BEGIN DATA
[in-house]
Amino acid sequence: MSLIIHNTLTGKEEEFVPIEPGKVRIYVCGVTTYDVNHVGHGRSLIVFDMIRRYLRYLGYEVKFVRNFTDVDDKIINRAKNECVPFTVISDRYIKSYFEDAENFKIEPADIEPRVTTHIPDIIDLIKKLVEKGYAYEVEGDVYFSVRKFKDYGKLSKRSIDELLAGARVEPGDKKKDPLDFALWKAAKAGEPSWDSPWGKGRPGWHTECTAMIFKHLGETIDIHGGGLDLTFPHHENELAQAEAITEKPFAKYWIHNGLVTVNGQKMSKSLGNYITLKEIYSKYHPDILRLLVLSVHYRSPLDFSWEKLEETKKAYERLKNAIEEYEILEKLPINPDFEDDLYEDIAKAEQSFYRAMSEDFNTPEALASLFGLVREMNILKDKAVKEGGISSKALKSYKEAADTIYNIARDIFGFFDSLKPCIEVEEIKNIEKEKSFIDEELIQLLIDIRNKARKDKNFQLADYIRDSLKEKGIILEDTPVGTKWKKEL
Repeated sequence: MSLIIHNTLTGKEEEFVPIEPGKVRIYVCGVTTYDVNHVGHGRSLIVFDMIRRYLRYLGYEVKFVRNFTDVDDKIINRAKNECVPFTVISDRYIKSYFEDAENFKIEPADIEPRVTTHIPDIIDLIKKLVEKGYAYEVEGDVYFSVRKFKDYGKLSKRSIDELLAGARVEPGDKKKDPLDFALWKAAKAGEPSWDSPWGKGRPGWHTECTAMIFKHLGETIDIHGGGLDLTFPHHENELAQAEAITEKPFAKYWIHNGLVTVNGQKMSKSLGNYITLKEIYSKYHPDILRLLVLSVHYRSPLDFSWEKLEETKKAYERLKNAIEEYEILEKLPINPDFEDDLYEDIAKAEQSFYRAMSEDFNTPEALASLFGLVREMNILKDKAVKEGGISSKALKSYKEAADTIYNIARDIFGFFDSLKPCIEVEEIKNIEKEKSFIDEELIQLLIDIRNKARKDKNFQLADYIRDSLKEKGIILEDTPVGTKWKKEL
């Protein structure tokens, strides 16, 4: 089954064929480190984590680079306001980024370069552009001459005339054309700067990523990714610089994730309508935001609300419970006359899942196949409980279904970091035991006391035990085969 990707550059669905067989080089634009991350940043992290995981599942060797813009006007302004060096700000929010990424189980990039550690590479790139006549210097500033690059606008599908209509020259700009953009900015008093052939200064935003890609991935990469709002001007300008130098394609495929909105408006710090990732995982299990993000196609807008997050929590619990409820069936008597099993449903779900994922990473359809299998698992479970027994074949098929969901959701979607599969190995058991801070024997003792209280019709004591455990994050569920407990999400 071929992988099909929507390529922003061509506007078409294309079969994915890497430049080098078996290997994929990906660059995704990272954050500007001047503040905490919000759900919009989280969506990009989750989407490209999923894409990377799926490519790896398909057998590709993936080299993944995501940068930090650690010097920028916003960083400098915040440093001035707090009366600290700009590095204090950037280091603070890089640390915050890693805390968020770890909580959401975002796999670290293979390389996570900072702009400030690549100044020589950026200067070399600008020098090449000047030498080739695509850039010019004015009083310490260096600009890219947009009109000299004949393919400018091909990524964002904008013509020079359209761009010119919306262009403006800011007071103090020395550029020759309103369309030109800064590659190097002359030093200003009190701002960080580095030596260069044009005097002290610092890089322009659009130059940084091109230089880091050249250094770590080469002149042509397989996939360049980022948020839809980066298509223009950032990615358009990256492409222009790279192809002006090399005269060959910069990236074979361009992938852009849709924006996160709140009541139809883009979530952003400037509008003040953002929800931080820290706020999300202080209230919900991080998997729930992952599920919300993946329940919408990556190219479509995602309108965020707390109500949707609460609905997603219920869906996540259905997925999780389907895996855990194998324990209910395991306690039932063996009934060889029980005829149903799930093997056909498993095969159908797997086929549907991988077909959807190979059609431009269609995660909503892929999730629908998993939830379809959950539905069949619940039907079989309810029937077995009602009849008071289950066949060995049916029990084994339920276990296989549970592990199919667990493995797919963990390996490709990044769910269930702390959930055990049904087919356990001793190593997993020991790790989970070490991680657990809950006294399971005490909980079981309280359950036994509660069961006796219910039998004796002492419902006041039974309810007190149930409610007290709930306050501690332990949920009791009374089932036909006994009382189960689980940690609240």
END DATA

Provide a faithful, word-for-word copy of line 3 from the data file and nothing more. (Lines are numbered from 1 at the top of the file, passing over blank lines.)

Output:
Repeated sequence: MSLIIHNTLTGKEEEFVPIEPGKVRIYVCGVTTYDVNHVGHGRSLIVFDMIRRYLRYLGYEVKFVRNFTDVDDKIINRAKNECVPFTVISDRYIKSYFEDAENFKIEPADIEPRVTTHIPDIIDLIKKLVEKGYAYEVEGDVYFSVRKFKDYGKLSKRSIDELLAGARVEPGDKKKDPLDFALWKAAKAGEPSWDSPWGKGRPGWHTECTAMIFKHLGETIDIHGGGLDLTFPHHENELAQAEAITEKPFAKYWIHNGLVTVNGQKMSKSLGNYITLKEIYSKYHPDILRLLVLSVHYRSPLDFSWEKLEETKKAYERLKNAIEEYEILEKLPINPDFEDDLYEDIAKAEQSFYRAMSEDFNTPEALASLFGLVREMNILKDKAVKEGGISSKALKSYKEAADTIYNIARDIFGFFDSLKPCIEVEEIKNIEKEKSFIDEELIQLLIDIRNKARKDKNFQLADYIRDSLKEKGIILEDTPVGTKWKKEL